I hit pay dirt quickly. Taking a switchback turn there was a pebble driveway leading to a grand house looming high over the bay. To the left was a cottage and next to it an arch with carved stone turrets set in a high brick wall. I parked and walked over and touched the pale stone, fine as sandpaper. It wasn’t Luca’s arch, I thought. This was weathered; its original white faded to gray.
An elderly woman in a broad-brimmed hat was directing a landscaper tending to a row of bushes within the walled garden. When she saw me she came forward and we introduced ourselves. I took her hand. It was so light it felt like holding a piece of cloth.
“I was admiring the archway,” I said.
“You saw him,” she said. A statement, not a question. She looked away, out at whitecaps below in the bay catching the light. “We should go inside.”
I sat on a sofa and she in a wing chair near a window in a room that wouldn’t be out of place in Victorian times, and Julia told me a story.
She was the oldest of four, growing up in this house. Her mother died when Julia was 19. “In those days — well, as the oldest girl it was expected I’d take charge of the children and the house,” she said.
Her father, who had a business in the city, left all responsibilities to her. “He depended on me for everything and loved me very much,” she said, and when he decided to build the walled garden — something his wife had always wanted — she was left to organize it. “That was how Luca came here,” she said.
It had been a long day. I felt that fuzziness of thought that fatigue brings. And understood the expression of “someone walking over my grave.”
Luca had arrived with a crew of two workmen and they were quartered in the cottage near the garden.
He became part of the family; the three little ones adored him.
She raised her folded hands from her lap and opened them, a gesture of resignation: “We fell in love.”
Luca dismissed the workers after awhile to complete the arch on his own and when her father would stay in the city — sometimes as long as a week— the two lovers would have time for each other in the cottage.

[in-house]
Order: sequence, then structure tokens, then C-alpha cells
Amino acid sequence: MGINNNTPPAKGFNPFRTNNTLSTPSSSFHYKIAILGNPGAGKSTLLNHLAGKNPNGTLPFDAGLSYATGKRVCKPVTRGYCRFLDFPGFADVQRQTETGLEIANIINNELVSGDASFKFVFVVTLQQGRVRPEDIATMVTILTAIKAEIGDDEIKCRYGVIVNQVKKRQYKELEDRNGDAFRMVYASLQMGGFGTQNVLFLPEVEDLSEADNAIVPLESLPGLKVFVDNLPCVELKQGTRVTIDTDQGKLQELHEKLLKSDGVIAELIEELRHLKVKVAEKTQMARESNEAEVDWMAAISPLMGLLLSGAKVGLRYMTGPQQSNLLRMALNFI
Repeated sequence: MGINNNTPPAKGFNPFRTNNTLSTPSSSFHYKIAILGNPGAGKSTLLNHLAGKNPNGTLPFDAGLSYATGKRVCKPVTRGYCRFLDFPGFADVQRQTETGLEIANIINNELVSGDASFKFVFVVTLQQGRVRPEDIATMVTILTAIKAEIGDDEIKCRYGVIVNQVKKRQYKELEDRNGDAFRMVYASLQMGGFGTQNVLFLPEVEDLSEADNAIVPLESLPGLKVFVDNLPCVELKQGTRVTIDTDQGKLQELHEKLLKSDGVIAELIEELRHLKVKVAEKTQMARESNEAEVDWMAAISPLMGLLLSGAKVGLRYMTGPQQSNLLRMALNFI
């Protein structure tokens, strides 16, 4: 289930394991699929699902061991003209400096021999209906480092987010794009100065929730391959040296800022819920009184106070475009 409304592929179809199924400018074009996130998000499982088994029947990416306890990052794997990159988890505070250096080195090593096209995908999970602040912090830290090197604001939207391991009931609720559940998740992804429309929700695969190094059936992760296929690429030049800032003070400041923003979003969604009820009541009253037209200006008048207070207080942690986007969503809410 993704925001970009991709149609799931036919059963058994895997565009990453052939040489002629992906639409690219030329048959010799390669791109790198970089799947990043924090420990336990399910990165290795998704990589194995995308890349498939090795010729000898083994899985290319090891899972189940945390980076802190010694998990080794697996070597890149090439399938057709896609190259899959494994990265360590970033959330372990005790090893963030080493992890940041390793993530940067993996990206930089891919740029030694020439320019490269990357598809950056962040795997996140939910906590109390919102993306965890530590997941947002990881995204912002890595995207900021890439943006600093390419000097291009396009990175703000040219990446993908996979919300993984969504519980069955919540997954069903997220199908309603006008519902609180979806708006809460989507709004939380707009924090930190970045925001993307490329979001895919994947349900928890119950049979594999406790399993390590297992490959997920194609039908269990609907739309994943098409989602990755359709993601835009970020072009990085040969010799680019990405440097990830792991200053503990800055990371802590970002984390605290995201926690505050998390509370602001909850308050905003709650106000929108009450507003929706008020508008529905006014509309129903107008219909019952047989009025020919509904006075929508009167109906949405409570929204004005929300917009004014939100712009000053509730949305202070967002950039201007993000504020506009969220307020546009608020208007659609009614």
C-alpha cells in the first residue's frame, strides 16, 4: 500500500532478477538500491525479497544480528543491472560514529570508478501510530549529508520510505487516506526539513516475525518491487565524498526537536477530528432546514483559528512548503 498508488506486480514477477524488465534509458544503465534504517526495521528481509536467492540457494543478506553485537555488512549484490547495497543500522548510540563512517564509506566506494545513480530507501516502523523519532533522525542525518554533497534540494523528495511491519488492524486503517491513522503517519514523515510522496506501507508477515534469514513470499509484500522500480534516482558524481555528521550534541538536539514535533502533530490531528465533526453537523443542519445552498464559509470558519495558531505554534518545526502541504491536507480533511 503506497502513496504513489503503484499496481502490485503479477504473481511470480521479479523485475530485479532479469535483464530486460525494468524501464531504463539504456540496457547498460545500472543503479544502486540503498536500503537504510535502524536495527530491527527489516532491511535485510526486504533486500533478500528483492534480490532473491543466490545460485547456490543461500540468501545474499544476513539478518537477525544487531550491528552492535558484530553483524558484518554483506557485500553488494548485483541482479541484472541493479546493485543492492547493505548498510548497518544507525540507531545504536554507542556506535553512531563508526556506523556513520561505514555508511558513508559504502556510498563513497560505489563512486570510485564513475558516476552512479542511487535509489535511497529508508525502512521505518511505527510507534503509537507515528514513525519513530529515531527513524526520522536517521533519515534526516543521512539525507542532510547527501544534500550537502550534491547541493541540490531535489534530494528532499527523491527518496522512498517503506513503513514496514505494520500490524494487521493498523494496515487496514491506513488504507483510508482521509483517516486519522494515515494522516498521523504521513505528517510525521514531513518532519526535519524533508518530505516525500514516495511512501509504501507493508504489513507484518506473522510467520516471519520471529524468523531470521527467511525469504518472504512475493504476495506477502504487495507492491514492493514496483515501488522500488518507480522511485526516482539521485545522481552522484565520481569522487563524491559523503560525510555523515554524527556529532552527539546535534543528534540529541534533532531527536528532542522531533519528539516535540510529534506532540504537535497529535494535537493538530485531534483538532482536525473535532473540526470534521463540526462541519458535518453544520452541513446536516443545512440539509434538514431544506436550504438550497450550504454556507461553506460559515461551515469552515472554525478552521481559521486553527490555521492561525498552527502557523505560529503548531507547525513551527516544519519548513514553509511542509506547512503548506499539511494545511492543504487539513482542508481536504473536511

“That’s where my father found us one night when he came home a day early,” Julia said.
It was a horrific scene. “My father said he would get his pistol from the house and no court in Suffolk County would convict him of shooting Luca dead,” Julia said. “He was to leave immediately. I saw him on the road out there as he was leaving,” she paused. “He promised to write, to come back. But he never did. We were so in love.”
She got up slowly and went to a carved oak desk and took something from a drawer and handed it to me. It was a newspaper clipping, yellowed, encased in plastic.
—SOUTHOLD, October 29, 1955
A good Samaritan was killed early Friday morning on Route 25 when a delivery truck struck and killed him at the side of the road.
Luca Spettro, a native of Italy employed in New York City, was looking for a lift when he began helping Mr. Ken Stukeski of East Marion, who had a flat tire. The truck, driven by Jonas Warshah, struck Mr. Spettro, killing him instantly. “I never saw him in the darkness,” Mr. Warshah said.
Police are investigating the incident further.
“You’re not the first to have seen him,” Julia said. “But I never do. It’s as if he can’t come all the way back here, or gets here and turns away. The people he helps — and he always helps them in some way — they, like you, have found their way here.”
She never married, never moved away. Her younger siblings come summers and holidays with their children. In fact a crowd was due this weekend for Halloween.
“Oh, this time of year,” Julia said, in a melancholy tone suited to the dimming afternoon.
People ask if I believe in ghosts. I say no, a similar response to the way I distrust memories — even my own — from long ago, and don’t believe every story I hear. But not believing in the reality of memories or stories has nothing to do with the reason they stay with us.
As I walked out of the house I knew two things for sure. Luca’s arch was there in the shadows. And the donut was securely fastened to the left rear wheel as I drove away.